Praying for the Mideast
Pray for the peace of Jerusalem: “May they prosper who love you. Peace be within your walls, and security within your towers.” —Psalm 122:6
It’s not possible to say anything about Israel and Palestine without offending someone. American Jews are offended when American Christians criticize Israel for its treatment of the Palestinian people; for Israel’s continuing construction of settlements on land needed for a future Palestinian state; for civilian casualties that occur when Israel is pursuing militants who are carrying out rocket attacks that target Israeli civilians; for what seems to be a lack of commitment to any process that might result in an independent Palestinian state.
American Christians are offended when Jewish neighbors imply and sometimes charge that any criticism of Israel is anti-Semitic. Christians remember how Jews and Christians stood shoulder to shoulder during the civil rights movement, challenging unjust laws and practices in this country, and wonder why so few Jewish voices and organizations are criticizing Israel’s construction of settlements.
Efforts to do something positive, like investing in Palestinian businesses, are met with criticism from the political left for not holding Israel accountable for human rights violations and from the right for supporting a government that either sponsors or chooses to ignore rocket attacks on Israel.
Yet polls suggest that almost everyone understands that peace depends on an autonomous, viable and secure Palestinian state sharing a border with a safe and secure Israel. Why doesn’t the two-state solution happen?
Political dynamics inside Israel are complex. Israeli Prime Minister Benjamin Netanyahu has governed with a coalition that includes parties representing the country’s growing far right, whose leaders seem to have no interest in peace.
Meanwhile the West Bank is governed by Fatah, by far the more moderate Palestinian party, and Gaza is controlled by Hamas, which continues to call for a Palestinian state in the area that includes the state of Israel. On paper at least, Hamas is committed to Israel’s demise, and its leaders refuse to back away from or soften that stance.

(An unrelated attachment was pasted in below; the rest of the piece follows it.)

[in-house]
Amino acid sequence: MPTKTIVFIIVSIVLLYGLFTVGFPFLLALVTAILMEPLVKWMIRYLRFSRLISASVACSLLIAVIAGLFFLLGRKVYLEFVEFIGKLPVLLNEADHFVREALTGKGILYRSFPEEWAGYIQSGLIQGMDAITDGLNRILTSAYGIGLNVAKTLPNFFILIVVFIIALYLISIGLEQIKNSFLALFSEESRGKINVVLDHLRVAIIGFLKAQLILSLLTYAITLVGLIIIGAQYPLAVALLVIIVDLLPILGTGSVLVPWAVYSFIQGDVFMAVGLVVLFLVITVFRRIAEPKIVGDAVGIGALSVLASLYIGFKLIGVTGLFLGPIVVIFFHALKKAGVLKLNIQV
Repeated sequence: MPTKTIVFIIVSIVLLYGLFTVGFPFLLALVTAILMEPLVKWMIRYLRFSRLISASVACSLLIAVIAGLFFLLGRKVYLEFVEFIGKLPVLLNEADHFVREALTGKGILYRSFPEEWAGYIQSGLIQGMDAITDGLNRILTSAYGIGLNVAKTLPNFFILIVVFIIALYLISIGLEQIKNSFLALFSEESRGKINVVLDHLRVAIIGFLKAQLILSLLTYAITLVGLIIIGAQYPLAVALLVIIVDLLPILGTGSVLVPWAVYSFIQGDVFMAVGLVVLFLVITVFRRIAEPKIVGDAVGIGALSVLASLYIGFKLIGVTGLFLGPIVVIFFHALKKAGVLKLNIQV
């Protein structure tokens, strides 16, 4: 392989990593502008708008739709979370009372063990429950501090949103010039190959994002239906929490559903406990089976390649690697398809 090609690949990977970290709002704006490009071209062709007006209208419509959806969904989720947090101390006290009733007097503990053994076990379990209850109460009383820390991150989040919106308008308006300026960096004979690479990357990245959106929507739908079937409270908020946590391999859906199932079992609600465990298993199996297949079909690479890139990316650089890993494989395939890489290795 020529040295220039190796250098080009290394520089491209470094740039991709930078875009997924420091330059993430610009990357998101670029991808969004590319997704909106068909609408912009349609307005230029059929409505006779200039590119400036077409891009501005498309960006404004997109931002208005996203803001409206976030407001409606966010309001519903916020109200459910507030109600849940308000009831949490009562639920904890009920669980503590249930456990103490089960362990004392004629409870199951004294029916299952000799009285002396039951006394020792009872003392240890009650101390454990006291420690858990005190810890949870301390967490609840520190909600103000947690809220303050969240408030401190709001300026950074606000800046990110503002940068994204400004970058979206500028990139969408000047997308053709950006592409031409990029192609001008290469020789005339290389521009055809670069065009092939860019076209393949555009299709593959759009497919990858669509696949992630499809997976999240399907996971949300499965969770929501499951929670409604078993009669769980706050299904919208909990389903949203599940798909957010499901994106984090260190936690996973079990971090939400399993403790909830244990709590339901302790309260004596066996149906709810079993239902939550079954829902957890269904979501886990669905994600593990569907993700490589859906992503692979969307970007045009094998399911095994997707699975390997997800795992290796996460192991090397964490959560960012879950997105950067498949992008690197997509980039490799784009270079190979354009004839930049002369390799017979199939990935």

Commitments to the Palestinian people’s sovereignty and security have led the American church to try to influence that policy with targeted boycotts and divestment—actions that helped end apartheid in South Africa. More recently, a group of American denominations wrote a letter to Congress asking that it reconsider military aid to Israel in light of Israel’s violations of the human rights of the Palestinian people.
The statement was remarkable in its failure to recognize the threat that Israel faces. Hamas and Fatah are moving closer to each other. Hamas wants Israel to be destroyed and either sponsors or ignores rocket attacks. Egypt’s new government may be influenced by Islamists who are intolerant of Israel’s existence. The Syrian uprising may topple the Assad regime and be hijacked by militant Islamists. Jordan’s U.S.-friendly government is under pressure from an unhappy citizenry. And now American churches are suggesting that the U.S. should reduce military aid to Israel. No wonder Israelis are afraid and American Jews are uneasy.
The most hopeful thing I have read recently was a New York Times report about the rabbis and lay leaders at an Upper West Side synagogue who sent an e-mail to congregants supporting the UN vote to upgrade Palestine to nonmember observer status. The statement called the vote a “great moment for us as citizens of the world . . . an opportunity to celebrate the process that allows a nation to come forward and ask for recognition.”
Jews and Christians must join to “pray for the peace of Jerusalem” and specifically for political leadership in Israel, the West Bank, Gaza and the U.S. that will have the courage to take the risks peace will require. A starting point might be for Israel to stop building settlements on land the Palestinians will need for a viable state, and for Fatah and Hamas to stop arguing and work to eliminate rocket attacks on Israel and threats to Israel’s existence.